6 Essential Reasons Why You Need a Mentor

"Without guidance, people fall, but with many counselors there is deliverance" (Proverbs 11:14).

I am halfway through my life, but I still need others to invest in me. I want other believers to walk beside me and I think it's a necessity for us all.

Let me tell you why.

1. God created you to be in relationship with others.

Sometimes we have the tendency to become "lone ranger Christians" who work too many hours and fight too many battles alone. Frankly, we all need someone who can help point the way and provide some stability in day-to-day spiritual living.

A good mentor will teach, counsel, motivate, coach, lead and advise you within the context of a relationship. This relationship should be less like an instanteous upload and more like a slow, gradual osmosis. It takes time.

2. Everyone needs accountability.

No matter your age, spiritual maturity or life experience, holy living is hard for everyone—not just because we're errant humans but because life simply never slows down.

Our busyness ebbs and flows.

Sometimes our temptations do too. We all need someone who can hold us accountable to godliness and discipline during all seasons of life.

3. There's always room for improvement in our relationships.

The older I get, the more I realize I still have much to learn about relationships.

Pam and I have been married almost 24 years, but I am still figuring out how to be a good husband. In each new season of life, relationships change.

For example, I have never walked the path I am on now—our physical needs are different, our long-term goals are becoming more present tense and care for our own parents has become a priority. I need someone who has walked this way before so that I can avoid the pitfalls and trouble spots.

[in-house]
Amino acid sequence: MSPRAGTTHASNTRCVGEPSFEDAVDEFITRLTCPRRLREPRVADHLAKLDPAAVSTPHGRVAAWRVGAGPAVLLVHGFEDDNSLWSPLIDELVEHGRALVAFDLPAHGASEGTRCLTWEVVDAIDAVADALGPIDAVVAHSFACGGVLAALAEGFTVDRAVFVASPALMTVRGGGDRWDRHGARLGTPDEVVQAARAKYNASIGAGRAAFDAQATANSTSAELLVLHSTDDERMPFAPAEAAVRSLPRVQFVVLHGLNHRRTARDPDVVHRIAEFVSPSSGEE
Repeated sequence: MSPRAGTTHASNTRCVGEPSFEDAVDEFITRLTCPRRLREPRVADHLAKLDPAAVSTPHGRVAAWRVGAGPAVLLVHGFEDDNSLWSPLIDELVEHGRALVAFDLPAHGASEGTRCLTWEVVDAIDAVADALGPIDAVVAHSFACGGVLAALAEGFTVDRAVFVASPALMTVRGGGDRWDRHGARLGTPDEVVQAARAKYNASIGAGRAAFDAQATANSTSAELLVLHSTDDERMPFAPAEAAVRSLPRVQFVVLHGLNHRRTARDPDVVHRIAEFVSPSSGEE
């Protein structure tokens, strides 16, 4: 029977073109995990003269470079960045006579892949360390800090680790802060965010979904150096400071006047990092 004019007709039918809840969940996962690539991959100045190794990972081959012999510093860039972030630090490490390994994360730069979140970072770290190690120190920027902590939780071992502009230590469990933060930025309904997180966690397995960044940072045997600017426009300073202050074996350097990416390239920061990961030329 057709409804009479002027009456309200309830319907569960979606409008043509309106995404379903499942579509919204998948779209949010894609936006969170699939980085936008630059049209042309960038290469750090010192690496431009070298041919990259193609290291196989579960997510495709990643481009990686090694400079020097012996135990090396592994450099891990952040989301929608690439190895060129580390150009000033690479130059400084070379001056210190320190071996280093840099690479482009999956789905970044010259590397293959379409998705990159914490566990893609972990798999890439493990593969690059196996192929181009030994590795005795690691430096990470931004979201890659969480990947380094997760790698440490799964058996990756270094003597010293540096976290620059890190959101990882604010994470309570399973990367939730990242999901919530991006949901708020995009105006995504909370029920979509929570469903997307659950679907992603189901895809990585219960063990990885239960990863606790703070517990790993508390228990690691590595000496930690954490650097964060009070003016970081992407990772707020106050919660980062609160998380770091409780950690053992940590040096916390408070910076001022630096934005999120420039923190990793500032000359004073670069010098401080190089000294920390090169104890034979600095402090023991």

4. Everyone needs vocational guidance.

It doesn't matter if you're just getting started in the workforce or if you've been in one industry for 30 years, it's important to have someone—or a group of people—who can guide you through all stages of your employment.

If God allows, I still have many years of employment ahead—but I am recognizing the wisdom of those who, 30 years ago, encouraged me to invest and be patient.

Now I want help making the best decisions in the final decades of employment. Do we invest differently? Do we plan toward a retirement home? Do we think about settling closer to our families? The viewpoints of others who have navigated these waters would be helpful.

5. It's important to lead and to follow.

It's important to lead and guide others in the faith—to have a relationship similar to the one Paul and Timothy had. In 1 Timothy 1:2, Paul addressed Timothy as his "true son in the faith." Your "Timothy" is someone who learns from you, follows your example and thus models Christ.

But I also want to model for my mentees the need to follow someone else. We all need a Paul who pushes us to be our best for God's glory.

6. "Without guidance, people fall, but with many counselors there is deliverance" (Proverbs 11:14).

I want to make certain I end well. I suppose those words might sound morbid, but my point is simply that I do not want to mess up during the final years of my ministry and service. I have watched too many older men ruin their reputations in their latter years by making poor choices and displaying bad attitudes.

I want to know when to press forward in my work and when to step aside for younger men to take the lead—but I need other brothers in Christ to help me see myself and my situation clearly.

Chuck Lawless is the author of Mentor: How Along-the-Way Discipleship Will Change Your Life. He is dean of graduate studies at Southeastern Seminary and serves as global theological education consultant at the International Mission Board.